Wednesday, December 15, 2010

On Pain and Death

A Protestant friend asked a couple of questions today. I thought they'd make great blog fodder.

"What do you think is the atheist or agnostic explanation for the existence of pain?" (cleaned up a little, the original had an ambiguous wording)

If you're asking how an atheist explains the existence of pain, we tend to prefer the scientific explanation. Pain is an evolved response that makes organisms avoid bodily harm. If you didn't feel pain, you would not take action to avoid bodily harm. Imagine a group of organisms. Some feel pain, others do not. The ones with pain will survive and reproduce more successfully. The no-pain organisms will accidentally injure themselves, sometimes fatally. Eventually the no-pain organisms will die out. Only the organisms with pain will be left.

"What happens when one dies?"

What happens to a candle flame when it is blown out? What happens to a wind-up toy that has wound down? Nothing.

There is an idea that some people hold called dualism. Dualism is the idea that humans consist of two (dual) things. One is physical matter (your body and brain) and energy (electromagnetic). The other is not (soul). The problem from a scientific perspective is that we have no way to detect the soul. There is no evidence that it exists. What we do have is an increasingly great understanding of the complexity of the human brain and how it works. We know that when this area over here lights up, you will feel happy. When that area over there lights up, you will feel angry. We even know that when a particular area of the brain is damaged, the thing it used to do, no longer gets done. When the decision-making area is injured, people can't make decisions, when the speech area is injured, people can't speak, etc.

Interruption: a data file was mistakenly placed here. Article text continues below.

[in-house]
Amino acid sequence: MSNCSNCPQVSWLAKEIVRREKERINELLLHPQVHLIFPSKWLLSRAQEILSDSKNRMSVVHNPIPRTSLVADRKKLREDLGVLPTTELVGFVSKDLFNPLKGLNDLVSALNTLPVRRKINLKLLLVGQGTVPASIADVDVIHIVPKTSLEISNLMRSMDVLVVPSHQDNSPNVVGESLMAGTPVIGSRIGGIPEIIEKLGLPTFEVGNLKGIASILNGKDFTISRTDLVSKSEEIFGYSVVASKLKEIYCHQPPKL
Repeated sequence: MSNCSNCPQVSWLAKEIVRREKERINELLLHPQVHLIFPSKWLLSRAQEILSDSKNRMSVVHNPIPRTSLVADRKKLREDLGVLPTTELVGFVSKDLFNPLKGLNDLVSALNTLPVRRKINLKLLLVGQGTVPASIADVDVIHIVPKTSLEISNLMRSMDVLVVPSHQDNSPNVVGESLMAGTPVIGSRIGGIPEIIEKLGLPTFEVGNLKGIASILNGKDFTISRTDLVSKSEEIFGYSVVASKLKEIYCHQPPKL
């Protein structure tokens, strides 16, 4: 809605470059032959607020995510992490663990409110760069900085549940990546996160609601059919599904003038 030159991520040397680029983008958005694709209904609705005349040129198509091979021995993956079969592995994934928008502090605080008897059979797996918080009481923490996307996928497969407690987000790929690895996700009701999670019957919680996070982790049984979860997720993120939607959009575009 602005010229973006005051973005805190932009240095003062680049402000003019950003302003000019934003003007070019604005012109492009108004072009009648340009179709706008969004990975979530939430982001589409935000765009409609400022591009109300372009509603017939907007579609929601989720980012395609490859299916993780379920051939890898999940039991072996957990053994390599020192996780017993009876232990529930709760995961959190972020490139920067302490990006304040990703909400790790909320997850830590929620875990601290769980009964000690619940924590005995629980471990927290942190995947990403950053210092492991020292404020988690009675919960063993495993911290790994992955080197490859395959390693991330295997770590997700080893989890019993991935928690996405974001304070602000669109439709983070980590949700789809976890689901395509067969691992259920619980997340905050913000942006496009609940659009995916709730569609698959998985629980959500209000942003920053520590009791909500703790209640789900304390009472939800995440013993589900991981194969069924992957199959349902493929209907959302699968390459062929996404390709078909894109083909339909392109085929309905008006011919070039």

Now it is still possible (though there's no evidence for it) that some sort of soul is out there, reaching out and touching particular areas of the brain to make them do their thing. But if so, isn't it interesting that it is restricted to only one type of matter (brain tissue; don't get me started on bogus claims of telekinesis). More importantly, it is restricted to one particular lump of brain tissue (my brain). If souls were a little less picky, my soul could control your brain (don't get me started on bogus claims of ESP and mesmerism). Wouldn't that be chaotic? Most importantly, it can't be detected. I'm sure that some dualists will jump in here and say that maybe someday we'll be able to detect the soul. They may be right. But in the mean time, we have no reason to expect that it exists. We have no more reason to believe the soul exists than that L. Ron Hubbard's Thetans do.

When I was younger I always wondered what would happen to my step-dad when he died. He started life as a normal healthy man. But he wasn't particularly religious. Then his brain was injured. Now he's kind of simple (like a big kid). He's become a devout Christian. When he dies, which one of those people is he? Does he go to heaven as he is, or does he get restored and possibly go to hell? Those are all inconvenient questions for a 14 year old to think about. They are the sort of questions that dualism brings up.

But now, I am not a dualist. I am a monist (just matter). Monism is supported by the evidence. I AM my body and my brain. If they are damaged, my self* is damaged. When they have stopped working, there will be no me, any more than a candle flame will continue to exist after the candle is blown out.

* Technically, I don't think my "self" is the particles that comprise the matter in my brain. My "self" is the pattern of the particles that comprise the matter in my brain. The pattern is what stores all my memories, thoughts, feelings, and personality. Yes, the pattern is always changing. Yes, this means I am always changing. Check the blog title. I believe in truth in advertising.

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